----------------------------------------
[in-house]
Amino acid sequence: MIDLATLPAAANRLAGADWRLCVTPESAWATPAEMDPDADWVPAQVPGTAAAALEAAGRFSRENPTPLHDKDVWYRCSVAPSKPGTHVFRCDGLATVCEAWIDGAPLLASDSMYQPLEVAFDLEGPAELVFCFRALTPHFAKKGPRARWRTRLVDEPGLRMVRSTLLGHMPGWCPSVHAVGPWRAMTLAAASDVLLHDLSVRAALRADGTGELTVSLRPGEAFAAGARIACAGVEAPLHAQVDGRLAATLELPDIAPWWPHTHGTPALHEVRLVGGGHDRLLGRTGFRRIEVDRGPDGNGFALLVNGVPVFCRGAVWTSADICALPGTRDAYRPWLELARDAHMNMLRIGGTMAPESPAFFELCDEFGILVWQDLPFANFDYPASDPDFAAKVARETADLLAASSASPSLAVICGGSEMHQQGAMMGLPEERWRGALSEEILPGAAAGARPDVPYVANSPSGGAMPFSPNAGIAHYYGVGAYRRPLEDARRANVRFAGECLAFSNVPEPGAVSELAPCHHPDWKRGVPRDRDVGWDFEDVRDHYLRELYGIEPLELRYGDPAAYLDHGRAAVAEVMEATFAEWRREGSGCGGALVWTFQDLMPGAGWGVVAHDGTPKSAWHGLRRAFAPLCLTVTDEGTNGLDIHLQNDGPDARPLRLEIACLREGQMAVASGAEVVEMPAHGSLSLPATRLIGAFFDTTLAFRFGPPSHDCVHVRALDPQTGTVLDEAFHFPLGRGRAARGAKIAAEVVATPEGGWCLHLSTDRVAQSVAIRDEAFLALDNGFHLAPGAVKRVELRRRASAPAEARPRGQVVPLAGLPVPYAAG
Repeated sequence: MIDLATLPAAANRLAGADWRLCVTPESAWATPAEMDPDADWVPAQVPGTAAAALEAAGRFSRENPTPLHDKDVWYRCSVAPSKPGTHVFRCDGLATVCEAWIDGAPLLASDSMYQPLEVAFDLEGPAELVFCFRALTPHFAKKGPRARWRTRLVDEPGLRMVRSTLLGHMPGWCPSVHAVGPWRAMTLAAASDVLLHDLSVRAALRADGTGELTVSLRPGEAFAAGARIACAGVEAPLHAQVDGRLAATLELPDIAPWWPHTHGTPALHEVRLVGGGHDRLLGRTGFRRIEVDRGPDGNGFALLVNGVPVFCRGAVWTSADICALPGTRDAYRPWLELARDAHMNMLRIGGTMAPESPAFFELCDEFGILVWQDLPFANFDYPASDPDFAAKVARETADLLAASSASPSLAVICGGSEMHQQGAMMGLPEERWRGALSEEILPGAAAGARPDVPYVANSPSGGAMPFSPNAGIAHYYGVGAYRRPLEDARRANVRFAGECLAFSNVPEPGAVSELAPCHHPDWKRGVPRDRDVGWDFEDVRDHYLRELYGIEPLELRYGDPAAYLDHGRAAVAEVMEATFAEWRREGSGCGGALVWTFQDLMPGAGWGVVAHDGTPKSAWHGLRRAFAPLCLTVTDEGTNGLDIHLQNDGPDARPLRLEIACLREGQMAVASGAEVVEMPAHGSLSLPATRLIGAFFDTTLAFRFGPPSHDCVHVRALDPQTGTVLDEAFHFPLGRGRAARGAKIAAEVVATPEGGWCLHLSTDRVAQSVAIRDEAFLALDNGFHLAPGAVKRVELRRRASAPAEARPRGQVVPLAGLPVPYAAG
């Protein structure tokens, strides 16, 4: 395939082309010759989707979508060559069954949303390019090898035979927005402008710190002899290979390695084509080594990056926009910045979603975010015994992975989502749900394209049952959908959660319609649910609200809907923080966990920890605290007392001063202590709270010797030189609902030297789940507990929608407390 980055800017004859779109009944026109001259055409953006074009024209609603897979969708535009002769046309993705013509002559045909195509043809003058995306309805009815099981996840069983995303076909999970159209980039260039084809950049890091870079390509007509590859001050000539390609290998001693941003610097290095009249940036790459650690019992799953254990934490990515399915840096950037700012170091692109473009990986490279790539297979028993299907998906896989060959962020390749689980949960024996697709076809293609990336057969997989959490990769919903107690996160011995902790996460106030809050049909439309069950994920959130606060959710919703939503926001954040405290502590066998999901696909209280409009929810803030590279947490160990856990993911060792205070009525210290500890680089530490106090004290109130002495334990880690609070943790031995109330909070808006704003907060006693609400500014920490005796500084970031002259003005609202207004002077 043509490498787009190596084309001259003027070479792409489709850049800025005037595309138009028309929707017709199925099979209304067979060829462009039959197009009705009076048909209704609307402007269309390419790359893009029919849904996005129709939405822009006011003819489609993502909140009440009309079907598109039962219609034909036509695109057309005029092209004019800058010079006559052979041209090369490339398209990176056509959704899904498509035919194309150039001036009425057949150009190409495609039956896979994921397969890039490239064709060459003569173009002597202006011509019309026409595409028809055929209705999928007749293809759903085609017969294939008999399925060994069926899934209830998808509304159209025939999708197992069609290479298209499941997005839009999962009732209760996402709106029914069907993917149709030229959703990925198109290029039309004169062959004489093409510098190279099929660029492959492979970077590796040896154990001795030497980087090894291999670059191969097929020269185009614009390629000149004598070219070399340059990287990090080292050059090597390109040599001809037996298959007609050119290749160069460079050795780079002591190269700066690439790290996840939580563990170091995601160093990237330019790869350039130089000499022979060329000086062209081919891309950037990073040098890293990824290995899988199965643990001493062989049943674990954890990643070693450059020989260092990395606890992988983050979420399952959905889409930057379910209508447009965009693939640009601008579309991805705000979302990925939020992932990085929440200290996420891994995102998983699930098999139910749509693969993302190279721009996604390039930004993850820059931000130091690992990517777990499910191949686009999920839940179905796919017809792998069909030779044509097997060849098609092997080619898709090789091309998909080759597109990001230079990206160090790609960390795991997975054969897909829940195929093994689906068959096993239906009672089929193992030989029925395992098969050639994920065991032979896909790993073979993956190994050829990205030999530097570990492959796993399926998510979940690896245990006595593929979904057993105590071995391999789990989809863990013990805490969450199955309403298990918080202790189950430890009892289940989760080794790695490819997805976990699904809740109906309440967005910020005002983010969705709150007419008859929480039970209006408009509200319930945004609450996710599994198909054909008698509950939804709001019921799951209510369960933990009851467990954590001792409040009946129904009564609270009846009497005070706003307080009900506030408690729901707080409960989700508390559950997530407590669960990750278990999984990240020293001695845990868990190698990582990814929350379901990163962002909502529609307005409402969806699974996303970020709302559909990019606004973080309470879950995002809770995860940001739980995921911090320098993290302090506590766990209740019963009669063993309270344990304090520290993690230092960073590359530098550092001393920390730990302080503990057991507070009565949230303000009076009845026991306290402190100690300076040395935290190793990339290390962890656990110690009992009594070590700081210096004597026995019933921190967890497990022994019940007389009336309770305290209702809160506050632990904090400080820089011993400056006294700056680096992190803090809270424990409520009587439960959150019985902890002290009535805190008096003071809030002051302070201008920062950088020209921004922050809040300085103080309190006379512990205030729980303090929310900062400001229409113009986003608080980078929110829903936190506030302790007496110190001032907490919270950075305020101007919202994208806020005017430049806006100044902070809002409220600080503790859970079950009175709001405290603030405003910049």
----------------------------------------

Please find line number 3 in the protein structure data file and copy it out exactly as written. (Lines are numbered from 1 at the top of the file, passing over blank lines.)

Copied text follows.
Repeated sequence: MIDLATLPAAANRLAGADWRLCVTPESAWATPAEMDPDADWVPAQVPGTAAAALEAAGRFSRENPTPLHDKDVWYRCSVAPSKPGTHVFRCDGLATVCEAWIDGAPLLASDSMYQPLEVAFDLEGPAELVFCFRALTPHFAKKGPRARWRTRLVDEPGLRMVRSTLLGHMPGWCPSVHAVGPWRAMTLAAASDVLLHDLSVRAALRADGTGELTVSLRPGEAFAAGARIACAGVEAPLHAQVDGRLAATLELPDIAPWWPHTHGTPALHEVRLVGGGHDRLLGRTGFRRIEVDRGPDGNGFALLVNGVPVFCRGAVWTSADICALPGTRDAYRPWLELARDAHMNMLRIGGTMAPESPAFFELCDEFGILVWQDLPFANFDYPASDPDFAAKVARETADLLAASSASPSLAVICGGSEMHQQGAMMGLPEERWRGALSEEILPGAAAGARPDVPYVANSPSGGAMPFSPNAGIAHYYGVGAYRRPLEDARRANVRFAGECLAFSNVPEPGAVSELAPCHHPDWKRGVPRDRDVGWDFEDVRDHYLRELYGIEPLELRYGDPAAYLDHGRAAVAEVMEATFAEWRREGSGCGGALVWTFQDLMPGAGWGVVAHDGTPKSAWHGLRRAFAPLCLTVTDEGTNGLDIHLQNDGPDARPLRLEIACLREGQMAVASGAEVVEMPAHGSLSLPATRLIGAFFDTTLAFRFGPPSHDCVHVRALDPQTGTVLDEAFHFPLGRGRAARGAKIAAEVVATPEGGWCLHLSTDRVAQSVAIRDEAFLALDNGFHLAPGAVKRVELRRRASAPAEARPRGQVVPLAGLPVPYAAG